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Nevada legislators hear proposed budgets for new UNLV, DMV buildings

CARSON CITY — After years of keeping state buildings patched together on a shoestring budget, Gov. Brian Sandoval is proposing $234 million in projects involving everything from keeping the lights on and paving parking lots to moving forward with a new hotel college and Department of Motor Vehicles office in Las Vegas.

The cumulative price tag includes $105 million in state funds.

The total project list is more than double the roughly $100 million in projects approved for the last biennium, said Gus Nunez, state public works administrator.

“We’ve had some lean years,” Nunez said Tuesday before presenting an overview of the capital improvement proposals to members of the Senate Finance and Assembly Ways and Means committees. “I think things are coming back up.”

Most of the 71 projects to be considered by lawmakers during the 120-day legislative session that begins Feb. 2 involve maintenance for such things as electrical, heating and cooling systems, outdoor lighting, kitchen equipment and security measures at various state buildings around Nevada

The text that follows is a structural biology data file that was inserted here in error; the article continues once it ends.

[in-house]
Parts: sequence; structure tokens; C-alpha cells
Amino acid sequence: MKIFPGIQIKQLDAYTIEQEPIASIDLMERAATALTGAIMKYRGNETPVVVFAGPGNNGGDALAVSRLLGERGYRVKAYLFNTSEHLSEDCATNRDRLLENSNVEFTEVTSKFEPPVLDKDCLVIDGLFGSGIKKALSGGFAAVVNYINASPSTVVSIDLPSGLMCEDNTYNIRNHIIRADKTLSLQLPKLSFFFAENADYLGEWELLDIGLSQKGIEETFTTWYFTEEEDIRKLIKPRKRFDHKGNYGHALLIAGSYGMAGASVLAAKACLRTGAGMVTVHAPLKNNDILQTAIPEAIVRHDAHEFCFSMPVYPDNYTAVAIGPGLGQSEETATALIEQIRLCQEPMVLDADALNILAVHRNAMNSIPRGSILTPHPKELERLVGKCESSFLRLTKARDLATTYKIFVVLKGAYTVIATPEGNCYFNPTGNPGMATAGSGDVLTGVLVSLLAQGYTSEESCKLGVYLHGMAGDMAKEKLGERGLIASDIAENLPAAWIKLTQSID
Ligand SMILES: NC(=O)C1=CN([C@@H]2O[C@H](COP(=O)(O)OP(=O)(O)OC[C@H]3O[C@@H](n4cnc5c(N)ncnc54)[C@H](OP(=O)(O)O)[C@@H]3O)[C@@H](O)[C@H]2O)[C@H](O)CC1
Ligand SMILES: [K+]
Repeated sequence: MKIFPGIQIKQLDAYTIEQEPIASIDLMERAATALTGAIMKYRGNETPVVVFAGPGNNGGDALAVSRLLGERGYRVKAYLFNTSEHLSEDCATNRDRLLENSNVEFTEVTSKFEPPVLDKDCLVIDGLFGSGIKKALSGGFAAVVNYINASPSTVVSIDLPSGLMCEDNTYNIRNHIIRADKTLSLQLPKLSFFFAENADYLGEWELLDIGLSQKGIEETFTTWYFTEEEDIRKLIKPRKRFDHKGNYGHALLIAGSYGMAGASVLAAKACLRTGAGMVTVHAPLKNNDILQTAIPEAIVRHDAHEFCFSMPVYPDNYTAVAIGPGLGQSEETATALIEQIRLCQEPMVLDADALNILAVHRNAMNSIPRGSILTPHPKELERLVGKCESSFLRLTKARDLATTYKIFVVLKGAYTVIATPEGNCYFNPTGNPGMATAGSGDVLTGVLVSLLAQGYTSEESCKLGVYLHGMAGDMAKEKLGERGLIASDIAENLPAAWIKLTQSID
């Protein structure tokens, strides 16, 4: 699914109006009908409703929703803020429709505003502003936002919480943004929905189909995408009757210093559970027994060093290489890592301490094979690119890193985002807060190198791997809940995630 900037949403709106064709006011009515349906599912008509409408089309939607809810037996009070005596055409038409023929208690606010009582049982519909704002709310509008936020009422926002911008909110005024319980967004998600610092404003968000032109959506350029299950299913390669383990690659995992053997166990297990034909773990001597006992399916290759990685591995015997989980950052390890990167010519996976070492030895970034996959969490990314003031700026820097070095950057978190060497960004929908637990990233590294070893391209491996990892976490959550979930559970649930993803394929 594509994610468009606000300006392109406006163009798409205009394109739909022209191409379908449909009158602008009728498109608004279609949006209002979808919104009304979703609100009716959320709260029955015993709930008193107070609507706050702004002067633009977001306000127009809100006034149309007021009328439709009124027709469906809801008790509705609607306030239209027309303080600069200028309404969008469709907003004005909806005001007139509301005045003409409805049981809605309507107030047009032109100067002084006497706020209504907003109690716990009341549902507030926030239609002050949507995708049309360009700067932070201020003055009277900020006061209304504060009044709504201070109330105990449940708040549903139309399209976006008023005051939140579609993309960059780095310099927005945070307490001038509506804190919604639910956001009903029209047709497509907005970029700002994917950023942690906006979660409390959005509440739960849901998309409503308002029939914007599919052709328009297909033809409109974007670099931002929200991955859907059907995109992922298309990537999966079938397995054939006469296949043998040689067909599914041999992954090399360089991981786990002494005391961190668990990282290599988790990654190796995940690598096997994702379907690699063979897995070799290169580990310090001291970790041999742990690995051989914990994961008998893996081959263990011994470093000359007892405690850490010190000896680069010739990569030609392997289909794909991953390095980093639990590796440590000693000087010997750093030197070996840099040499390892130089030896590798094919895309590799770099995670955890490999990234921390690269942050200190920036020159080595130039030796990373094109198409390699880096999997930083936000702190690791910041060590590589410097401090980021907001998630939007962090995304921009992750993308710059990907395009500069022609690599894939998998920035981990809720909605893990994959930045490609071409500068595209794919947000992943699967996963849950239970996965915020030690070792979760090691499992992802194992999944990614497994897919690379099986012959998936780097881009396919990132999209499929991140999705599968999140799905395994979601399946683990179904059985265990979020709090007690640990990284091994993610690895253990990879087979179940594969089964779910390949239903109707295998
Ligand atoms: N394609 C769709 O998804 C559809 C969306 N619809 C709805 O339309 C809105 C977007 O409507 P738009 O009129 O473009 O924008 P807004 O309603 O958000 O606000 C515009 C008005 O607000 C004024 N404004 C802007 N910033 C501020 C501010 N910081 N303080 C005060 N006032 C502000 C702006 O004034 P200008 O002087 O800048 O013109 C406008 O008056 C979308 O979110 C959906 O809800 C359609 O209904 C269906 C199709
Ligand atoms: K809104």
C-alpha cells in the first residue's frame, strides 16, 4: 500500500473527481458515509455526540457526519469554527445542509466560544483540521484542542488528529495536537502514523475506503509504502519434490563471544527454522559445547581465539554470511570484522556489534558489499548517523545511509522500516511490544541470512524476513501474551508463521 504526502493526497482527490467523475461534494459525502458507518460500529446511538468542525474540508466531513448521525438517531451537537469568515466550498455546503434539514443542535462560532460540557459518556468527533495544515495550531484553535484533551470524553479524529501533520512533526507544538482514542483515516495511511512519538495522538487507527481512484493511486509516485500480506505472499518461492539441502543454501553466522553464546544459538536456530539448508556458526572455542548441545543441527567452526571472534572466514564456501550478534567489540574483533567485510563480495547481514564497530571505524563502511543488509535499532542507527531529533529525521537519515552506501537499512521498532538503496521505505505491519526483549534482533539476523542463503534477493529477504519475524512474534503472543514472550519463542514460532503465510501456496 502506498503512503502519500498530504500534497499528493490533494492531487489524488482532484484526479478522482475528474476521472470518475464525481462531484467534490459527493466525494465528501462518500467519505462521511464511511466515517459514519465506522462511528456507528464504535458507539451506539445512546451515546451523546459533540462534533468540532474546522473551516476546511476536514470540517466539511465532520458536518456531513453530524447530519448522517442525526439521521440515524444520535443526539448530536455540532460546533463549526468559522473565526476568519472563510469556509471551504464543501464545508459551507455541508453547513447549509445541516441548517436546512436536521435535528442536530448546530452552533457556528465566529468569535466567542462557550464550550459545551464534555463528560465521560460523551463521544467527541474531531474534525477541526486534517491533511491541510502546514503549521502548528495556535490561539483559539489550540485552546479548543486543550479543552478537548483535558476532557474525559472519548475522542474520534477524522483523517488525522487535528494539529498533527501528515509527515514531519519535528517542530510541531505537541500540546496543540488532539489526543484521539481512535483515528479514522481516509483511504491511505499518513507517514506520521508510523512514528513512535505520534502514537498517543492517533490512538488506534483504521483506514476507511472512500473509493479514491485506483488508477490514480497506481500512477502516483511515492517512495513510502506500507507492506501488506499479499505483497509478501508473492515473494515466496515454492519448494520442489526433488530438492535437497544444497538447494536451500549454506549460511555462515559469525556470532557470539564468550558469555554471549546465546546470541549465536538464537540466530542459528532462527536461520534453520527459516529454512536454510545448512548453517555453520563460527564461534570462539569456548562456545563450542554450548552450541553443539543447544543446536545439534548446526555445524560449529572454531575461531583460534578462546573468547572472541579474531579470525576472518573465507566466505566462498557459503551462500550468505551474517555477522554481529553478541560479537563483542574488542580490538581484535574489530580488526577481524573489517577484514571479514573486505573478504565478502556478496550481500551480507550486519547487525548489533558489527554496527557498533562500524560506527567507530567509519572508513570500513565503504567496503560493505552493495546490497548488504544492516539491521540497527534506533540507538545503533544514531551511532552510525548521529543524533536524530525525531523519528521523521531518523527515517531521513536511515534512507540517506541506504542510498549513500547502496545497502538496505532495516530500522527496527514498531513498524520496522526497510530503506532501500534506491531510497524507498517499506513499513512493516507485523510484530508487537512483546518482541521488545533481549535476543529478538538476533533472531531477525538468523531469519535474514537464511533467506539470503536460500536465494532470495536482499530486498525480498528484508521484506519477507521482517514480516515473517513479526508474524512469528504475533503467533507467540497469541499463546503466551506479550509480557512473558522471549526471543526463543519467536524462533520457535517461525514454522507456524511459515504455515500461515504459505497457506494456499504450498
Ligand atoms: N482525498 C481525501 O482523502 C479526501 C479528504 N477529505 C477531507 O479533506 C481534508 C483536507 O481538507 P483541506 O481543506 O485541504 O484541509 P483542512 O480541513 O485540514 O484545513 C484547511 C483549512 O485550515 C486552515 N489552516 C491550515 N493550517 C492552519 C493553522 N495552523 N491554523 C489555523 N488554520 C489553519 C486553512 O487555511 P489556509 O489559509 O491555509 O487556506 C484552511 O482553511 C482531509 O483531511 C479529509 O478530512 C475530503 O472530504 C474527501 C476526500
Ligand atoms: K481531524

Deferred maintenance was common during the recession when Nevada’s economy tanked and state coffers dried up. Now the agency in charge of keeping state buildings safe and shipshape is playing catch-up.

The biggest project on the proposal list is construction of a Northern Nevada veterans home in Sparks, with an estimated price tag of $48 million.

The next two largest are in Southern Nevada. A new hotel college building at the University of Nevada, Las Vegas is pegged at $45 million. Sandoval is proposing $24 million in state funding, with the rest to be raised privately.

Las Vegas also is in line for a new DMV office on East Sahara Avenue, projected at $23.4 million. Though a timeline for construction wasn’t immediately clear, Nunez said it will be built next door to the existing DMV office, which will be demolished once the new office is completed. To make room for it, the state plans to tear down another building on the site.

The governor’s project list also seeks $830,000 to remodel an administrative building at Ely State Prison into a new execution chamber. Ely is where Nevada death row inmates are housed.

Nevada executions were carried out in Carson City at the old Nevada State Prison until it closed in 2012. Legislators in 2013 rejected funding for a new death chamber, saying they couldn’t justify the expense when no executions were imminent. Prison officials at the time said the old execution chamber could be used if necessary.

The last execution in Nevada was carried out in 2006.

Contact Sandra Chereb at schereb@reviewjournal.com or 775-687-3901. Find her on Twitter: @SandraChereb

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